next up previous contents index
Next: Multiple File Kernel Modules Up: Hello, world Previous: Hello, world

Makefiles for Kernel Modules

A kernel module is not an independant executable, but an object file which will be linked into the kernel in runtime. As a result, they should be compiled with the -c flag. Also, all kernel modules have to be compiled with certain symbols defined.  

There are other symbols which have to be included, or not, depending on the flags the kernel was compiled with. If you're not sure how the kernel was compiled, look it up in /usr/include/linux/config.h      

ex Makefile   

# Makefile for a basic kernel module


hello.o:        hello.c /usr/include/linux/version.h
                $(CC) $(MODCFLAGS) -c hello.c
                echo insmod hello.o to turn it on
                echo rmmod hello to turn if off
                echo X and kernel programming do not mix.
                echo Do the insmod and rmmod from outside X.

So, now the only thing left is to su to root (you didn't compile this as root, did you? Living on the edge1.1...), and then insmod hello and rmmod hello to your heart's content. While you do it, notice your new kernel module in /proc/modules.        

By the way, the reason why the Makefile recommends against doing insmod from X is because when the kernel has a message to print with printk, it sends it to the console. When you don't use X, it just goes to the virtual terminal you're using (the one you chose with Alt-F<n>) and you see it. When you do use X, on the other hand, there are two possibilities. Either you have a console open with xterm -C, in which case the output will be sent there, or you don't, in which case the output will go to virtual terminal 7 -- the one `covered' by X.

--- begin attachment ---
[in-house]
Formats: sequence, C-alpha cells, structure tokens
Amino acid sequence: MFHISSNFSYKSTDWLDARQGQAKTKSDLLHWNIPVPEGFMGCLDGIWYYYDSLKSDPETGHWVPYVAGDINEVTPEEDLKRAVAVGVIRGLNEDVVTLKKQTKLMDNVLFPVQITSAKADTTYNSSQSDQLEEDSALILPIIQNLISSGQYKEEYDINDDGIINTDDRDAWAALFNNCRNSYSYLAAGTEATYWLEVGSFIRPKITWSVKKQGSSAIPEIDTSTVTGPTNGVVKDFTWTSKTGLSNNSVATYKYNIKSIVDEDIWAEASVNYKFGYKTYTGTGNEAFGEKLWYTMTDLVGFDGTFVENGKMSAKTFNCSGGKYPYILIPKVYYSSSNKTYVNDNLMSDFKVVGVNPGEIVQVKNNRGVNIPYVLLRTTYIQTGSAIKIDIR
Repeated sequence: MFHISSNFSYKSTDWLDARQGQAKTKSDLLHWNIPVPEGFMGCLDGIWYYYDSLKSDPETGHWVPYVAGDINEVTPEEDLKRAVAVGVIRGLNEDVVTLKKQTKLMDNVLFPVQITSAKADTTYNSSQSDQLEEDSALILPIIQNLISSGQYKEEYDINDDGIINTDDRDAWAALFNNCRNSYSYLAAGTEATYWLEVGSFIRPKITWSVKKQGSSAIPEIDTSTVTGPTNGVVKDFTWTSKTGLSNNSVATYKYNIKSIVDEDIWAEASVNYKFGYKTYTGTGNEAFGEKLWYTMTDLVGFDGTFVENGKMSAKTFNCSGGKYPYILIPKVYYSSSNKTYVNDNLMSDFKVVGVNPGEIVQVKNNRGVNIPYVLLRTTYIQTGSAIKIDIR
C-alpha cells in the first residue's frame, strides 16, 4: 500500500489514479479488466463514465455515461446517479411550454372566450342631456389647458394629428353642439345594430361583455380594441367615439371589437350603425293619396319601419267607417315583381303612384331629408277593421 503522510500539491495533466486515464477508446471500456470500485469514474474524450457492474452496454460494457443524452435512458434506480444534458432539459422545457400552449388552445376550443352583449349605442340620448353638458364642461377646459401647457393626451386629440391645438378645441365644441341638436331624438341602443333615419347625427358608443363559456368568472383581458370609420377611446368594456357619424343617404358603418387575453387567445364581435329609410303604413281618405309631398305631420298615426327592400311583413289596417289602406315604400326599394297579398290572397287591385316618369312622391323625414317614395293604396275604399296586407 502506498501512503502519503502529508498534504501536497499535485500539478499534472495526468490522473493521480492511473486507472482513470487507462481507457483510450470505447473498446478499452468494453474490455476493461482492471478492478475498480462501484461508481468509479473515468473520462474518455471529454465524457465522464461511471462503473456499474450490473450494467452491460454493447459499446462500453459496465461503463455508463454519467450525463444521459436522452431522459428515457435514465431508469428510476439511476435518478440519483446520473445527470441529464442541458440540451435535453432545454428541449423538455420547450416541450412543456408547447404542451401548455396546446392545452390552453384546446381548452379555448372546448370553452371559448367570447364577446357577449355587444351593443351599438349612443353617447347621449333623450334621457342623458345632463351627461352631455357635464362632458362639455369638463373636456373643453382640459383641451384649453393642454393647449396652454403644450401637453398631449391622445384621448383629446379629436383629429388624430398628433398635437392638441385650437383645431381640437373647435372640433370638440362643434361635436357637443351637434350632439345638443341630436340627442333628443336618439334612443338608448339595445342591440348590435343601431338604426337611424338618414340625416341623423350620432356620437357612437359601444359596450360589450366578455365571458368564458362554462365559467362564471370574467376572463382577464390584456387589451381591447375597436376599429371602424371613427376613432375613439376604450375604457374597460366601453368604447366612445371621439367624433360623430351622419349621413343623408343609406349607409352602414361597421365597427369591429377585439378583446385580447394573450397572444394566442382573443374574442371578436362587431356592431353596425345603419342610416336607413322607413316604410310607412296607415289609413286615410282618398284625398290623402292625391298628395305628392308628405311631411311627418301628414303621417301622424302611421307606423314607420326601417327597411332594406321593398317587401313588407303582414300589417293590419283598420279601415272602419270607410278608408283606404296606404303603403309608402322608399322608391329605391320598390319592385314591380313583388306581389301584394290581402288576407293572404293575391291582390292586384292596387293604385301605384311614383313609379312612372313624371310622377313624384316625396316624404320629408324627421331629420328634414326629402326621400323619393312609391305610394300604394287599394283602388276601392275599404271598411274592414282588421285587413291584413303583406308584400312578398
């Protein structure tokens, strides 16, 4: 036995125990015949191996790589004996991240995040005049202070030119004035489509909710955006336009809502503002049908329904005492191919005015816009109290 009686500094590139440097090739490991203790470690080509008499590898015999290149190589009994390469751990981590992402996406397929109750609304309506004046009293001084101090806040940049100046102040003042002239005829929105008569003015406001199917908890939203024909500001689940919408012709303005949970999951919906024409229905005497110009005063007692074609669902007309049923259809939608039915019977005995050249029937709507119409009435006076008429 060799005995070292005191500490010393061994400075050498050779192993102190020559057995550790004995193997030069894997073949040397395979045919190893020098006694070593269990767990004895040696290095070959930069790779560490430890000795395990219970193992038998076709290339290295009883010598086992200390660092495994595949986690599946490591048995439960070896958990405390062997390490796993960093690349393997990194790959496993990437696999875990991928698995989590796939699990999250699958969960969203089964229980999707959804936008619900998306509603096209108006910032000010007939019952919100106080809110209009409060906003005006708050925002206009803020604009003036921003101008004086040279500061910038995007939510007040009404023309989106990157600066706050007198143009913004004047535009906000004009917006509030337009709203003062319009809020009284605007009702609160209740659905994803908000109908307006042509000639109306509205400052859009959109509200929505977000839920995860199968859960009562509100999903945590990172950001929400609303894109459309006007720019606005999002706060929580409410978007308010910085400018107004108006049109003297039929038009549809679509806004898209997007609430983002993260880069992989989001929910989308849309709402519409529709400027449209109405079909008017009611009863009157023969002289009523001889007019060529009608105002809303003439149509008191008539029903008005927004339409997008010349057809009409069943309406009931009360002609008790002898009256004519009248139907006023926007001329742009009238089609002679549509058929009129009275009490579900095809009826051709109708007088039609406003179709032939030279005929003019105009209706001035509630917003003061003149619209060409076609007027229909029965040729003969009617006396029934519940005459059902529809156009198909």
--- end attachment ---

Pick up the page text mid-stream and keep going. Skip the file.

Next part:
If your kernel becomes unstable you're likelier to get the debug messages without X. Outside of X, printk goes directly from the kernel to the console. In X, on the other hand, printk's go to a user mode process (xterm -C). When that process receives CPU time, it is supposed to send it to the X server process. Then, when the X server receives the CPU, it is supposed to display it -- but an unstable kernel usually means that the system is about to crash or reboot, so you don't want to delay the error messages, which might explain to you what went wrong, for longer than you have to.

next up previous contents index
Next: Multiple File Kernel Modules Up: Hello, world Previous: Hello, world